Pope: My name is Francis because I want a poor Church for the poor
Vatican City (AsiaNews) - He chose the name of Saint Francis of Assisi to "remember the poor" and because "Francis was a man of peace," Pope Francis said today during a meeting in the Paul VI Hall with the 6,000 and more journalists. On his name, he said with a sigh, "How much I would like to have a poor Church for the poor."
Breaking perhaps the conclave's rule of secrecy, Pope Francis said, "Some did not know why the bishop of Rome wanted the name Francis. Some thought it might refer to Francis Xavier, Francis de Sales and Francis of Assisi. Let me tell you the story."
"During the election, I was seated next to the Archbishop Emeritus of São Paulo and Prefect Emeritus of the Clergy, Card Cláudio Hummes, a really close friend. When things got a bit dangerous, he comforted me. When the votes reached two thirds, the Cardinals began to applaud because a pope had been elected. Card Hummes hugged me and said, 'Don't forget the poor!' That struck me," he said pointing at his head.
"The poor, the poor! As I thought about them, I immediately thought about Saint Francis of Assisi, about war, whilst the vote counting went on, until all ballots were counted. Francis was a man of peace, a man who loved and protected creation. In our times, our relationship to Creation is not that good, right? He was the man who gave us a spirit of peace, a poor man ... How much I would like to see a poor Church for the poor."
Jokingly, the pope noted that some cardinals suggested he choose the name "Hadrian, because Hadrian VI was reformer," or "Clement to get back at Clement XIV who suppressed the Society of Jesus in 1773." In the end, he chose the name of Francis.
With many journalists present in Rome for Benedict XVI's resignation and the election of the new pope, the pontiff surprised everyone by acknowledging their work: "You have been busy" these days, "very busy." Addressing them, he said that "to focus on the events of these days," it is important to have an "interpretative horizon", a certain "hermeneutics".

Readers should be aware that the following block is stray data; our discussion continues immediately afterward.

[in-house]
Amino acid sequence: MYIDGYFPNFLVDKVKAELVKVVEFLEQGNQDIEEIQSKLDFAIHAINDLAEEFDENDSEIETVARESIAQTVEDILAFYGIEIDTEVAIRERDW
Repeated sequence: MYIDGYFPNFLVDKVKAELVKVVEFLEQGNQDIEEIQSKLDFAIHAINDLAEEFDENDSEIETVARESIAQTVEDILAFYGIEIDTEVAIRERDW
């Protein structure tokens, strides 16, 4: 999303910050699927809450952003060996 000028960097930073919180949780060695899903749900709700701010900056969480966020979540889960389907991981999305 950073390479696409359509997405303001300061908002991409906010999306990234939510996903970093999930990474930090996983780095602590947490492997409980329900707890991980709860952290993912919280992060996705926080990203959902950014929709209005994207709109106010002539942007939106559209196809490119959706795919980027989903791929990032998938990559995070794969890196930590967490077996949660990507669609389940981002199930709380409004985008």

"Church events are certainly not more complicated than political and economic ones," Pope Francis explained. "They have however a special feature: their nature is not the same as other, more mundane ones. For this reason, it is not easy to interpret and communicate them to a vast and varied public. Although a human institution based in history with all that that entails, the Church is not political in nature; it is essentially spiritual. It is the People of God, the Holy People of God walking to meet with Jesus Christ. Only if we start from this perspective can we fully understand what the Church does."
"Christ is the Pastor of the Church, but his presence in history comes through human freedom. One man is chosen to serve as his Vicar, Successor to the Apostle Peter, but Christ is the centre, the fundamental point of reference, the heart of the Church. Without Him, Peter and the Church would not exist and would not have any reason to exist. As Benedict XVI said repeatedly, Christ is present and guides his Church. Whatever happens, the main actor is ultimately the Holy Spirit. He inspired Benedict XVI's decision for the good of the Church. He directed the cardinals in prayer and the election."
In thanking the journalists "for the hard work of these especially demanding days," the Holy Father urged them "to learn more about the real nature of the Church and the spiritual motivations that guide it, that are the truest bases to understand it."
"Like many others, your profession requires study, sensitivity and experience," he added, "but it requires particular attention to truth, goodness and beauty, and this brings us particularly close together, because the Church exists in order to communicate precisely that: Truth, Goodness and Beauty."
As he prepared to say goodbye to all those present and their families, the pope put aside his notes and broke with the custom to end the audience with the traditional blessing.
After warmly saying goodbye to a group of journalists, he ended saying in Spanish, "I told you that I would happily give you my blessing. But many of you are not Catholic; others do not believe. Sincerely, I give you this blessing, in silence, to each one of you, respecting the conscience of everyone, knowing that each one of you is a child of God. God bless you."